From Los Angeles Times, August 28, 1999
Posted by EPHESIAN on the XF newsgroup
Exploring the Unknown: 'X-Files'
by Paul Brownfield
The plot thickens with rising production costs, David Duchovny's suit
against Fox and accusations of 'hush money.'
Fans of "The X-Files" have grown accustomed to season-ending cliffhangers,
but the biggest mystery now involves the future of the Fox network series
beyond the coming season.
Although series star David Duchovny and creator and executive producer Chris
Carter have given indications that this is likely the show's final season,
there has been speculation all along that Fox wouldn't want its most popular
series to vanish from its prime-time schedule.
An already cloudy situation became cloudier two weeks ago, when Duchovny
filed a breach-of-contract lawsuit against 20th Century Fox Film Corp., producer
of the drama, alleging that the studio cut sweetheart syndication deals with
its FX cable channel and other Fox-owned outlets, rather than selling "X-Files"
rerun packages on the open market. The suit contends that Duchovny, whose
contract calls for him to participate in profits from the show, is thus deprived
of his fair share of "The X-Files" bonanza, estimated to be in excess of
The lawsuit's most noteworthy detail, however, has an "X-Files"-like
conspiracy-theory tinge to it--that Carter was in on the collusion and took
"hush money" to remain quiet about Fox's self-dealing. A spokesperson for
Carter declined comment.
Such an accusation doesn't exactly lend itself to calm waters as the series
gets set to debut in its seventh season. But sources on various sides deny
the show will be much affected by the lawsuit alone. Indeed, the future of
"The X-Files," say insiders, has a lot less to do with Duchovny's grievance
than with the prohibitive costs of producing the show and the way business
is done these days in vertically integrated broadcasting companies.
Last season, "The X-Files," which airs Sunday nights at 9, was Fox's
highest-rated show, averaging 15.2 million viewers a week. Devoted as those
fans may be, however, the price of producing the show--estimated to be in
excess of $3 million an episode, roughly twice what a typical network drama
costs to produce--is ultimately going to drive any decision about the show's
For Fox, that could mean pulling the plug on its most popular show and thus
weakening its own network, even though, a source acknowledged, "it's awfully
hard to let go of something that's been so much a part of your network identity,
on your most important night."
But, the source added, "this is going to be a cost-benefits scenario that
gets played out over the next couple of months," with the decision being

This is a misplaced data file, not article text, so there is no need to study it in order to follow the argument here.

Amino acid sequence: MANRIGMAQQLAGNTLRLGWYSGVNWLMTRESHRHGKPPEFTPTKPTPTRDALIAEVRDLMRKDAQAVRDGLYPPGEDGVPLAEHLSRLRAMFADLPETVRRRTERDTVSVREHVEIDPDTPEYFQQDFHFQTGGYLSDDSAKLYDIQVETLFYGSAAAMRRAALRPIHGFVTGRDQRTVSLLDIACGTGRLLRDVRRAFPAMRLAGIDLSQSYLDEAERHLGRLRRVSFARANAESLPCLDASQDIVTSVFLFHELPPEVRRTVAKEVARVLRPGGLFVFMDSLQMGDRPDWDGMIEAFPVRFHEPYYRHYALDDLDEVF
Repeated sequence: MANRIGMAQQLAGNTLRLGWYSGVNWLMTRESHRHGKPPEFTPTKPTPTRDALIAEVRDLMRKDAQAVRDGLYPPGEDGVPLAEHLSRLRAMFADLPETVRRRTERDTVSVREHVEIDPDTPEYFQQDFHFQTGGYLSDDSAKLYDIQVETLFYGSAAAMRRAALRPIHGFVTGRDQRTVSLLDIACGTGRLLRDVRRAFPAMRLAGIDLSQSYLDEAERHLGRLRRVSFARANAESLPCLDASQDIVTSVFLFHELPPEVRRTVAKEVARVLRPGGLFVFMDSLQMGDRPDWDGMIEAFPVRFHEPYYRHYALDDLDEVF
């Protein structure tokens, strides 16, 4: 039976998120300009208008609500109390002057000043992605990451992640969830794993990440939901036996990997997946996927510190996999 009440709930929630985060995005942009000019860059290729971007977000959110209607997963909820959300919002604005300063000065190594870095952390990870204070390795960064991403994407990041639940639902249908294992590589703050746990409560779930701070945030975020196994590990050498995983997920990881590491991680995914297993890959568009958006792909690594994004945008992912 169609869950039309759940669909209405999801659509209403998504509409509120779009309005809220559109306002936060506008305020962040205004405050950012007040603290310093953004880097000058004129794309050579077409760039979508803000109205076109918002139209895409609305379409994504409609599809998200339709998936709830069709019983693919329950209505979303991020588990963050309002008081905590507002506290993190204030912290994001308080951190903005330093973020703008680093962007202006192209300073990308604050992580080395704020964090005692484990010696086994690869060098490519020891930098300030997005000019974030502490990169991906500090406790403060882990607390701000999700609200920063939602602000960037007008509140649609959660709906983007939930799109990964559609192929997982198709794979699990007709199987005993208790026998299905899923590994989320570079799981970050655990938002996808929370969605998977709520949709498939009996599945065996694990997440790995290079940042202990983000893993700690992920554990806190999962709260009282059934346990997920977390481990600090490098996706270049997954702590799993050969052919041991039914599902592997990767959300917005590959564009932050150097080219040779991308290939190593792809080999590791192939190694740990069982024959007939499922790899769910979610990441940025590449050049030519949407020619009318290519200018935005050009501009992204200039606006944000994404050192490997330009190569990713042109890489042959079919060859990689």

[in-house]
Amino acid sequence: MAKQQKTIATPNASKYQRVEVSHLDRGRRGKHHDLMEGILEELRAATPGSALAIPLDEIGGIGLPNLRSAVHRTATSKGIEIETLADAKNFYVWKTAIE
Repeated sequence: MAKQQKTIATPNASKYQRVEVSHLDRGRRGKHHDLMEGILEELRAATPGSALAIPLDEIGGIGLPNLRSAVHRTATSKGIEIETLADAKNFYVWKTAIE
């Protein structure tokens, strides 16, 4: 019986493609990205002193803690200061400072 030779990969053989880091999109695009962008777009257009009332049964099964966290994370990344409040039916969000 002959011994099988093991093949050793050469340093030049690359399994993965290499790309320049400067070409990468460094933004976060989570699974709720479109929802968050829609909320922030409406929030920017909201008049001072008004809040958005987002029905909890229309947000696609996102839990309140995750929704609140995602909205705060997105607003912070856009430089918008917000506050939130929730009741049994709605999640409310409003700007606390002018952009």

based on Fox's wider corporate interests, not just what's good for the network.
With a hit show, a studio will usually pass along growing production costs
to the network by increasing the licensing fee. But because Fox Corp. owns
the Fox network, that would entail passing along costs to itself.
A very similar story played out last year, when Disney, which owns ABC,
ultimately decided that the enduring popularity of the network's hit sitcom
"Home Improvement" wasn't worth the show's rising production costs to the
And so, while viewers may be used to equating strong ratings with a show's
success or demise, the corporation is staring at different figures--the overall
financial benefit to the corporation.
* * *
For Fox Corp., the cost of producing "The X-Files" increased considerably
last year, when Duchovny insisted the show move from its base in Vancouver
to Los Angeles so he could be closer to his wife, actress Téa Leoni. That
meant losing out on the tax breaks and cheaper labor costs afforded productions
Additionally, unlike other TV shows, each episode of "The X-Files" is closer
in scope to an independent movie, and executive producer Carter doesn't have
a reputation for cutting budgetary corners. One episode alone last season
that was set on a ship and featured flashbacks to the 1940s cost more than
$4 million to produce, an astronomical fee for a television series.
In recent conversations with the press, both Duchovny and Carter--who has
another sci-fi series, "Harsh Realm," debuting on Fox in the fall--have left
the door open to continuing "X-Files." Co-star Gillian Anderson's pact already
covers an eighth season.
"I wouldn't say 'never' about anything, but as of right now, my contract
is up at the end of this coming year, so I'm living my life as if this would
be the last year, and I'd be fine if it were the last year," Duchovny said
at this year's annual summer gathering of television reporters in Pasadena.
Losing "The X-Files" would leave a major void in Fox's Sunday lineup. There
has been talk about continuing the program strictly as a series of movies,
after the feature film released in 1998, and Duchovny has indicated that
he would be willing to remain part of the film series. There are already
discussions regarding a second film.
The question, however, remains: How well can two guys work together when
one has accused the other of taking "hush money"?
"David still cares very much for Chris," said a source close to the actor,
adding that the two are writing an "X-Files" episode together. "This isn't
about Chris. He just happens to be involved peripherally."
A spokesperson for Duchovny declined comment.
Brownfield, Paul. August 28, 1999. "Exploring the Unknown:
'X-Files' ' Future." Los Angeles Times.